Top 7 Best Travel Acoustic Guitars

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Last year I was traveling 6000 miles by plane. I am so addicted to guitar that I just had to take in on that journey with me. It ended up being terrible experience.

Do you know why?

I didn’t prepare myself for that trip.

If you are planning to travel and you cannot spend a day without your guitar, feel free to take a lesson from my experience and also learn about the best travel acoustic guitars that are truly worth its money.

Travel size guitar chart

Technically there is no separate type of “travel” guitars. Any guitar can be considered “travel” as long as it’s comfortable to carry around. Generally, you want to aim for guitars with smaller size and weight for obvious reasons.

First of all, domestic flight airplanes are quite narrow. Can you imagine yourself with a full size acoustic guitar boarding on such a plane?

Secondly, if you have traveled by plane before, then you probably know that sometimes there are really long lines in the airport, specially if it’s an international flight. Yes, you love your guitar. I love my one too. But don’t let it ruin your travel experience.

If you are just planning to purchase a guitar for a journey – make sure you stick to 1/2 or 3/4 model – these models are perfect candidates for a travel guitar. In case you are not familiar with guitar sizes, here is a size chart with a brief description of each model, from the smallest to the largest.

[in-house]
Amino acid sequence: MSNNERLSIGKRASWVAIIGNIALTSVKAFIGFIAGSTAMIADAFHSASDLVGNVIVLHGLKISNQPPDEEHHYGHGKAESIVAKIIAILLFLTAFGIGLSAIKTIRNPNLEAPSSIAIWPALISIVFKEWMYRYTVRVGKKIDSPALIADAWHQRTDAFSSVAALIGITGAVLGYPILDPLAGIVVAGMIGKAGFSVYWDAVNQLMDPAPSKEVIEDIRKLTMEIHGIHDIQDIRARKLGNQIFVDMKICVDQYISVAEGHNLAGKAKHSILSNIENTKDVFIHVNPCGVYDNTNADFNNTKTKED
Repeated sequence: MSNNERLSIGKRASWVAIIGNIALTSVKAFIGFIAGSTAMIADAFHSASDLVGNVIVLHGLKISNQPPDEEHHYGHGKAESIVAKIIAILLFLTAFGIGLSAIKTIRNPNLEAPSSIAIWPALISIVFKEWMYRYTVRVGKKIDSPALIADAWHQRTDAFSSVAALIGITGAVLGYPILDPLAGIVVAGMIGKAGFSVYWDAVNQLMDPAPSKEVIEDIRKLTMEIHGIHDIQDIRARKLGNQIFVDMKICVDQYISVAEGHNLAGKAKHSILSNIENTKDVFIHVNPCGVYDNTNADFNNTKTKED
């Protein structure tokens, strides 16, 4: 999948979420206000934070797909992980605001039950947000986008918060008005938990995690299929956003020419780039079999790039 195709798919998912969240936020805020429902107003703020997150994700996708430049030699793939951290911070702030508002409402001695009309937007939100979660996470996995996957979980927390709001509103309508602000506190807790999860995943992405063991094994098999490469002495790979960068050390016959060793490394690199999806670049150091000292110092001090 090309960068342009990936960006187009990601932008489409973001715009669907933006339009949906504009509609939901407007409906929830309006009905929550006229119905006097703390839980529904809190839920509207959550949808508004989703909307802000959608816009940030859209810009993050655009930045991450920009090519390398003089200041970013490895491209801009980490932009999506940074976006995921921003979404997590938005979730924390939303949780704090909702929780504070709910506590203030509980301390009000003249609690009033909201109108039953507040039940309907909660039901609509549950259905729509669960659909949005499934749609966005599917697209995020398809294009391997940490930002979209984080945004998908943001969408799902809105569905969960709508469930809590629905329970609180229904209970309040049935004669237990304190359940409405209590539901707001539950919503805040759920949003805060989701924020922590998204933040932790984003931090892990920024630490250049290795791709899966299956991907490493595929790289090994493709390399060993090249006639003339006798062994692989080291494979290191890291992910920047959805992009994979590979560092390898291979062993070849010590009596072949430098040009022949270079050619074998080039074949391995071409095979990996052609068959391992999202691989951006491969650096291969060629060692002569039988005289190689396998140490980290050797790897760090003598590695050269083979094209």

Ukulele is the smallest guitar out there. Besides producing higher end notes, it also has only 4 strings and is tuned differently from regular guitars. It’s not recommended for beginners since chord and scale shapes look different on ukulele. On the other hand, it is perfect as a travel guitar due to its compact size.

Recommended for traveling: yes


If you want a regular guitar with 6 strings that is also very small and easily portable – then guitarlele is the perfect choice for you. Keep in mind these guitars are tuned higher – their open 6th string is not E but A (5th fret on a regular guitar). This model is also a great guitar for children. First of all, it’s small and fits your child’s size. Secondly, it’s not that loud so it won’t play on your nerves as much as a full-size dreadnought model would.

Trust me – a kid learning to play the guitar can be very painful to hear sometimes (and by sometimes I mean always).

Recommended for traveling: yes

The Halfie – Half-Size Guitar (1/2)

As the name suggests, this guitar has half size of a standard guitar. Unlike guitarlele, the halfie has standard guitar tuning as well. This type of guitars are great for traveling because have compact size and at the same time they provide the functionality of a regular guitar. Besides traveling, this one is also also great for kids.

Recommended for traveling: yes

3/4 Size Guitars

These are standard guitars with 3/4 of regular length. Both electric and acoustic models are available in 3/4 size. While they both have the same length, electric guitars will have a thinner body since they don’t need a huge hollow body to produce sound, which is better since you plan to travel with it.

With that being said, keep in mind that even though electric guitars have smaller bodies, they are actually much heavier than acoustic models.